Deciphering the Role of the Chitin Synthase Families 1 and 2 in the in Vivo and in Vitro Growth of Aspergillus Fumigatus by Multiple Gene Targeting Deletion

Cell Microbiol. 2014 Dec;16(12):1784-805. doi: 10.1111/cmi.12326. Epub 2014 Aug 15.


Although chitin is an essential component of the fungal cell wall (CW), its biosynthesis and role in virulence is poorly understood. In Aspergillus fumigatus, there are eight chitin synthase (CHS) genes belonging to two families CHSA-C, CHSG in family 1 and CHSF, CHSD, CSMA, CSMB in family 2). To understand the function of these CHS genes, their single and multiple deletions were performed using β-rec/six system to be able to delete all genes within each family (up to a quadruple ΔchsA/C/B/G mutant in family 1 and a quadruple ΔcsmA/csmB/F/D mutant in family 2). Radial growth, conidiation, mycelial/conidial morphology, CW polysaccharide content, Chs-activity, susceptibility to antifungal molecules and pathogenicity in experimental animal aspergillosis were analysed for all the mutants. Among the family 1 CHS, ΔchsA, ΔchsB and ΔchsC mutants showed limited impact on chitin synthesis. In contrast, there was reduced conidiation, altered mycelial morphotype and reduced growth and Chs-activity in the ΔchsG and ΔchsA/C/B/G mutants. In spite of this altered phenotype, these two mutants were as virulent as the parental strain in the experimental aspergillosis models. Among family 2 CHS, phenotypic defects mainly resulted from the CSMA deletion. Despite significant morphological mycelial and conidial growth phenotypes in the quadruple ΔcsmA/csmB/F/D mutant, the chitin content was poorly affected by gene deletions in this family. However, the entire mycelial cell wall structure was disorganized in the family 2 mutants that may be related to the reduced pathogenicity of the quadruple ΔcsmA/csmB/F/D mutant strain compared to the parental strain, in vivo. Deletion of the genes encompassing the two families (ΔcsmA/csmB/F/G) showed that in spite of being originated from an ancient divergence of fungi, these two families work cooperatively to synthesize chitin in A. fumigatus and demonstrate the essentiality of chitin biosynthesis for vegetative growth, resistance to antifungal drugs, and virulence of this filamentous fungus.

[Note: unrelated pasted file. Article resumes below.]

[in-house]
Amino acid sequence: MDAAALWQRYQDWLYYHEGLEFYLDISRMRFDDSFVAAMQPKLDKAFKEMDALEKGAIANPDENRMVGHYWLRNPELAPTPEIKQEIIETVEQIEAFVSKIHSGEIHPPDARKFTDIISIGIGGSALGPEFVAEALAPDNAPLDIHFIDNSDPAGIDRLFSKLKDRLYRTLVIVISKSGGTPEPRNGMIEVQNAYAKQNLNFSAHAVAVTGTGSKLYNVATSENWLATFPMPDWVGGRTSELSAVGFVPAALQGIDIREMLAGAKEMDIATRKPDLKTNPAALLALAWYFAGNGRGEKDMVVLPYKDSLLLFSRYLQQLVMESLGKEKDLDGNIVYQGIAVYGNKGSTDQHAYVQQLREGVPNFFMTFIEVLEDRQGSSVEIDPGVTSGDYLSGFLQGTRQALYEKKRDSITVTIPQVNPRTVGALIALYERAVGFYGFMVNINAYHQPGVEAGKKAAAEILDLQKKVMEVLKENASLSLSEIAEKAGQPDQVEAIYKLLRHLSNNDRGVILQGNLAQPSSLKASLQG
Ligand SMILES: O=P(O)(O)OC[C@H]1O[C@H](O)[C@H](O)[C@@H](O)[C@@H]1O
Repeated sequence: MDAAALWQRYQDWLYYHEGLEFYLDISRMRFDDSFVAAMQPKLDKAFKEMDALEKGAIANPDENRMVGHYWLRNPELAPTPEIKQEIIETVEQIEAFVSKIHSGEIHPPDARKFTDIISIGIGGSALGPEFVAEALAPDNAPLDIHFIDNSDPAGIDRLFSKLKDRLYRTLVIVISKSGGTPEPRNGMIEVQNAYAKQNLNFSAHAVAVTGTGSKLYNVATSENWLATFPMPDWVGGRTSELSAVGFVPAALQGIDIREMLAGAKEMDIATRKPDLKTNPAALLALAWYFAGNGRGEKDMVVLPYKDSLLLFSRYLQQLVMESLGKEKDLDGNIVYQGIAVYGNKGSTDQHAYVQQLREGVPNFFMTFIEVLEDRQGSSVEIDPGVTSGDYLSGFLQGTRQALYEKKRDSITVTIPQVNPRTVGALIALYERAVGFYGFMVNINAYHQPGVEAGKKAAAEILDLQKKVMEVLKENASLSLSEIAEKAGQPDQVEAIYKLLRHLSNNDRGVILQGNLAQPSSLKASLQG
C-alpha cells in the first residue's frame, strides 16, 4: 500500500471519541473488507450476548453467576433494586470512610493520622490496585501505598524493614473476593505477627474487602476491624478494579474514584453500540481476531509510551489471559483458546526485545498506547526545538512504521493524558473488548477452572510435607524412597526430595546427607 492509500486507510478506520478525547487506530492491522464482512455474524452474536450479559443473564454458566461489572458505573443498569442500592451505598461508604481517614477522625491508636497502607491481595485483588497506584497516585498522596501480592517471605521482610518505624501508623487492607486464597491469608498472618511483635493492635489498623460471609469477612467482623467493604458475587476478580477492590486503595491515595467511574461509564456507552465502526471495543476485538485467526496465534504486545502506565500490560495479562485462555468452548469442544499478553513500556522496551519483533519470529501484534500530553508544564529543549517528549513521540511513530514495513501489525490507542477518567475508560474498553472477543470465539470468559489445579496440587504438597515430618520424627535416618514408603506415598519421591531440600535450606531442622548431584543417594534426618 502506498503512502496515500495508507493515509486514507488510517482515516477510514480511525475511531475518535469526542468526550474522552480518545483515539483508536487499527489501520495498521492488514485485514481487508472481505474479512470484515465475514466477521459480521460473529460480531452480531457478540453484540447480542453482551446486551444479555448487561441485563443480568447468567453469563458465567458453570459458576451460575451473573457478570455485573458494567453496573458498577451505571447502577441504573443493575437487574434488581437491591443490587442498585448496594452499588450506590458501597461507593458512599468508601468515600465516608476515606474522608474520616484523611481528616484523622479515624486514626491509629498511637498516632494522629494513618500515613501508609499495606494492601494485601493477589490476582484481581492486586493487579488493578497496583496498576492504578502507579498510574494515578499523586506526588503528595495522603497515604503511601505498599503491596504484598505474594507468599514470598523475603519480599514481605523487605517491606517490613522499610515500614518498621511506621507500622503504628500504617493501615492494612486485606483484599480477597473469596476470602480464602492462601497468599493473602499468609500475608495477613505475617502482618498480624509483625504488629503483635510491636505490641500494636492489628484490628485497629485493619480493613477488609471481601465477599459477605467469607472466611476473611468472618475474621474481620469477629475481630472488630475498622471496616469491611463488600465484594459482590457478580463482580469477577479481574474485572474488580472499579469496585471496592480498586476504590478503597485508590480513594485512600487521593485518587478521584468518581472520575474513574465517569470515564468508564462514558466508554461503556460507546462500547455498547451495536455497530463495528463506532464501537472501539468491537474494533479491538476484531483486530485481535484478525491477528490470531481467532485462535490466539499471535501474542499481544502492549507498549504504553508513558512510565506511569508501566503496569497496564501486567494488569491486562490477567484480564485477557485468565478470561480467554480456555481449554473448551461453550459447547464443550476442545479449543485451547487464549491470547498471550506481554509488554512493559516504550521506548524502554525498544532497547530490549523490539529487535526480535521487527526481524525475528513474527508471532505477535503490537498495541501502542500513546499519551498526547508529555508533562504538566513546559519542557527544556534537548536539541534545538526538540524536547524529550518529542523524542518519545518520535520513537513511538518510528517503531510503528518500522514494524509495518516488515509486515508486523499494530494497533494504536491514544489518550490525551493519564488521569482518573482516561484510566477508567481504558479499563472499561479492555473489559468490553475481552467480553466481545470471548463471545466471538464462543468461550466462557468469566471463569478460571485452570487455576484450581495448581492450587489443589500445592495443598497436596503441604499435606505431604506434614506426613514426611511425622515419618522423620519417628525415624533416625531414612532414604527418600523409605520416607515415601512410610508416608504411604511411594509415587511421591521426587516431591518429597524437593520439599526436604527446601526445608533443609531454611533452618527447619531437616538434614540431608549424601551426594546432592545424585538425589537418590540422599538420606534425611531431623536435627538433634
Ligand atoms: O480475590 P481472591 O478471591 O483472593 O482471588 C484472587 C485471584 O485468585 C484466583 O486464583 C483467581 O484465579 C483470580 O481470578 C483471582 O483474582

Publication types

  • Research Support, Non-U.S. Gov't

MeSH terms

  • Animals
  • Aspergillosis / microbiology
  • Aspergillosis / pathology
  • Aspergillus fumigatus / cytology
  • Aspergillus fumigatus / enzymology*
  • Aspergillus fumigatus / genetics
  • Aspergillus fumigatus / growth & development*
  • Chitin Synthase / genetics
  • Chitin Synthase / metabolism*
  • Disease Models, Animal
  • Gene Targeting
  • Genes, Fungal*
  • Mice
  • Mycelium / cytology
  • Mycelium / growth & development
  • Sequence Deletion
  • Spores, Fungal / cytology
  • Spores, Fungal / growth & development
  • Survival Analysis


  • Chitin Synthase